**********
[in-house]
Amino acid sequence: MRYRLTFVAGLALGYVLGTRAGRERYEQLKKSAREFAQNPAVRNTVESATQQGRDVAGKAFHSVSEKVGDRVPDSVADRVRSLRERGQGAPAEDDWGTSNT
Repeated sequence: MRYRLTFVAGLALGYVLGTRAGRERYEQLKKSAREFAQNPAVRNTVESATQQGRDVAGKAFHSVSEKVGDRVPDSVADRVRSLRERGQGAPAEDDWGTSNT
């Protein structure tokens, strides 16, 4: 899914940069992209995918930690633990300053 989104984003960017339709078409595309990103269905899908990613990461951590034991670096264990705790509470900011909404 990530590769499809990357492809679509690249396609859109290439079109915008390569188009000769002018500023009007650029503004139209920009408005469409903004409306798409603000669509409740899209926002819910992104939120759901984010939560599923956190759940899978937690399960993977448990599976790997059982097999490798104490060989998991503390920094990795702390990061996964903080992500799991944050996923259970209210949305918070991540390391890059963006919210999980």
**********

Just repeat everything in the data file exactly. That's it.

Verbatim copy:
[in-house]
Amino acid sequence: MRYRLTFVAGLALGYVLGTRAGRERYEQLKKSAREFAQNPAVRNTVESATQQGRDVAGKAFHSVSEKVGDRVPDSVADRVRSLRERGQGAPAEDDWGTSNT
Repeated sequence: MRYRLTFVAGLALGYVLGTRAGRERYEQLKKSAREFAQNPAVRNTVESATQQGRDVAGKAFHSVSEKVGDRVPDSVADRVRSLRERGQGAPAEDDWGTSNT
């Protein structure tokens, strides 16, 4: 899914940069992209995918930690633990300053 989104984003960017339709078409595309990103269905899908990613990461951590034991670096264990705790509470900011909404 990530590769499809990357492809679509690249396609859109290439079109915008390569188009000769002018500023009007650029503004139209920009408005469409903004409306798409603000669509409740899209926002819910992104939120759901984010939560599923956190759940899978937690399960993977448990599976790997059982097999490798104490060989998991503390920094990795702390990061996964903080992500799991944050996923259970209210949305918070991540390391890059963006919210999980």